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Competitive Salaries

A career with DCAA provides you all the financial benefits and stability of a federal job–including a competitive base salary. You may further be eligible for cost-of-living increases, locality pay (depending on geographic location), and awards such as performance awards tied to your annual rating, on-the-spot awards, time-off awards, and special act awards.

New auditors who meet performance expectations also have the opportunity to advance quickly through “career ladder” promotions. 
 

Understanding Federal Pay Grades

The General Schedule (GS) classification and pay system applies to a majority of civilian federal employees in professional, technical, administrative, and clerical positions. It has 15 levels (known as grades): GS-01 (the lowest) to GS-15 (the highest). Each grade also has 10 step rates (steps 1-10) that are each worth about 3 percent of an employee’s salary.

DCAA classifies each job’s grade based on its difficulty, responsibility, and required qualifications. Auditor positions range from GS-05 to GS-15.
 

How Qualifications Determine Pay Grade

The specific job requirements, along with an applicant’s education level, auditing and related experience, and other qualifications (like CPA certification) all factor into the grade at hiring. That’s one reason an accurate and detailed job application is so important.

Because both education and experience affect grade level, there isn’t a strict formula for determining grade levels. The table below shows typical relationships between GS grades, experience, and education.

Auditor Position Level Typical GS Grades Education Experience
Entry-Level    GS-05, GS-07 Bachelor's degree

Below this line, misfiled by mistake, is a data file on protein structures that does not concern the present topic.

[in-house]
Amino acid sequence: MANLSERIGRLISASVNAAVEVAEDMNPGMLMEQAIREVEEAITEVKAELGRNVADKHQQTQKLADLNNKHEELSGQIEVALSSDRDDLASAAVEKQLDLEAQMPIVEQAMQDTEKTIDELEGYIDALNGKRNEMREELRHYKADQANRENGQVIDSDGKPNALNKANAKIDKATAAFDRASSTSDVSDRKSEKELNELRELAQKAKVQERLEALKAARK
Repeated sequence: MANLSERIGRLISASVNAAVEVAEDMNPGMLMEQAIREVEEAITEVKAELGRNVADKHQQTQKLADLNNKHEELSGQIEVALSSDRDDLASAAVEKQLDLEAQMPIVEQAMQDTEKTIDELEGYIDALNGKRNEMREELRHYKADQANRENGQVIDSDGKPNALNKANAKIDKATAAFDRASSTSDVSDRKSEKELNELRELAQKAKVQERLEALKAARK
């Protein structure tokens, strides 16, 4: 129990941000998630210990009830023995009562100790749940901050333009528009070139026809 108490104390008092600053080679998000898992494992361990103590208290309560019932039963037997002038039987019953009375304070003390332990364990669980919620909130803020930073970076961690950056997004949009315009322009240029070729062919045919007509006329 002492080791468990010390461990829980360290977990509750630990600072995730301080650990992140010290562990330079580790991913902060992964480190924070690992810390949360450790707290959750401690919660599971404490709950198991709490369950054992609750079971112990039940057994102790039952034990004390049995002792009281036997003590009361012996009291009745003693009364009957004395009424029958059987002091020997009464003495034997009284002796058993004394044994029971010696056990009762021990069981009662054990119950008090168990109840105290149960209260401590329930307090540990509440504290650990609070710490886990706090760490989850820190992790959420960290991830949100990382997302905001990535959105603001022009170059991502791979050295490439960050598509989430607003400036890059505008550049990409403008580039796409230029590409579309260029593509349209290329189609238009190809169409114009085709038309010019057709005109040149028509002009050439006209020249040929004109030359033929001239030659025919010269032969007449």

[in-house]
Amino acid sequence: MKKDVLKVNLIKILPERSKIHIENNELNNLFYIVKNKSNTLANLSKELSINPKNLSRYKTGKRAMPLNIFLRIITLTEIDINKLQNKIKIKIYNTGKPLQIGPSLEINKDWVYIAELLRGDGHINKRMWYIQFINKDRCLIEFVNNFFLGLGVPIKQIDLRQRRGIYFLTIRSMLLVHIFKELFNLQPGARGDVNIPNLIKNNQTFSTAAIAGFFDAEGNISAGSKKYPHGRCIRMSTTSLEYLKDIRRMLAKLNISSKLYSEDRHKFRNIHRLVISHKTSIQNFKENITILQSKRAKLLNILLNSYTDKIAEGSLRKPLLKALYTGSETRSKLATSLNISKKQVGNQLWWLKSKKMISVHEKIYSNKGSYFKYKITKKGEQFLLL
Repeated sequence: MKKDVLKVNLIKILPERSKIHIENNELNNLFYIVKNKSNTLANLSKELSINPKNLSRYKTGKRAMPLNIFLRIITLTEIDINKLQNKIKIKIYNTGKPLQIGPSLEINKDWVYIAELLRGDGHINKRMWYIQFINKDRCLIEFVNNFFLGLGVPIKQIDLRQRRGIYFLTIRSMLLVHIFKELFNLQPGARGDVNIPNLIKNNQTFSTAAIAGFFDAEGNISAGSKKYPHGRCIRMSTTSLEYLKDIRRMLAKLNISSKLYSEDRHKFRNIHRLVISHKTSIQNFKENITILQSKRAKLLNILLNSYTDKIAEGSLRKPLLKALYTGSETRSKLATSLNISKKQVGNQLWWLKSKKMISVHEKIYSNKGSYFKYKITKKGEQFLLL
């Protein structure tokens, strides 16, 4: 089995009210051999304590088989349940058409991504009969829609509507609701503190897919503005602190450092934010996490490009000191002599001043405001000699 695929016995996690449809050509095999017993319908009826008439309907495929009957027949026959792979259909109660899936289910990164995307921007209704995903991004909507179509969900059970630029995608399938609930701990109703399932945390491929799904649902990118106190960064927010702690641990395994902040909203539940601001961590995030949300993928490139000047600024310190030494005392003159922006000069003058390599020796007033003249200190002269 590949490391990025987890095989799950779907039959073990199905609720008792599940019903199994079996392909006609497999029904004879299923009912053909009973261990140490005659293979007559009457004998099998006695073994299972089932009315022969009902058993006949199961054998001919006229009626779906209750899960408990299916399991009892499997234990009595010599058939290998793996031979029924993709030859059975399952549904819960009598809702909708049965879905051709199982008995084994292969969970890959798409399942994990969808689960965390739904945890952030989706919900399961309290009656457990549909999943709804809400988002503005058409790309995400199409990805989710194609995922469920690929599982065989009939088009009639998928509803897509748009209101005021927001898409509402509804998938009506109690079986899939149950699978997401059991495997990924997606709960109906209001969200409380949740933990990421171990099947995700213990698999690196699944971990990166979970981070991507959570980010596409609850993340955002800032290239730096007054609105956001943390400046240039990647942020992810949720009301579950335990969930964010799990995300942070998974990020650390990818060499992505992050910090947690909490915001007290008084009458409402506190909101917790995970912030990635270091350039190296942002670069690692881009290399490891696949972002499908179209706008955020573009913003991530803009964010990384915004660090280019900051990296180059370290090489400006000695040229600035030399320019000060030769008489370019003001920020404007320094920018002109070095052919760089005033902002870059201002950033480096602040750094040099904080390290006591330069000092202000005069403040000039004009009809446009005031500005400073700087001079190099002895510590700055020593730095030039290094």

Fewer than three years of
professional-level auditing

Mid-Level GS-09, GS-11, GS-12 Master's degree or PhD (with required experience) Three or more years of
professional-level auditing.
Senior-Level GS-13, GS-14, GS-15 PhD Advanced auditing experience
involving complex contracts and programs. 
 

 

Applicants should carefully review the grade level for each position of interest. For example, if you have GS-9 level experience, but apply for a posted GS-7 position, it is likely that an offer would be at the GS-7 level.

Learn more at the Office of Personnel Management (OPM) guide to the GS Pay Scale, or use OPM’s GS Salary Calculator.
 

“Laddering” Up for Career Advancement

Entry-level or developmental positions are structured downward from the full performance grade level. This is commonly known as a “career ladder” position, as it allows applicants to qualify at the lower grade level and be noncompetitively promoted to the next grade level in “the ladder” through successful performance over a 52 week period. Thus, they are climbing the ladder to success much faster than other employees in the organization.

For example, if you’re hired at the GS-05 entry level for an auditor position and successfully meet the performance requirements, you would be noncompetitively promoted to the GS-07 level 52 weeks later. Follow this path and within four years, you would be at the full performance level of GS-12.

That’s a fast track to a major career advancement.

Infographic of the GS pay scale

 

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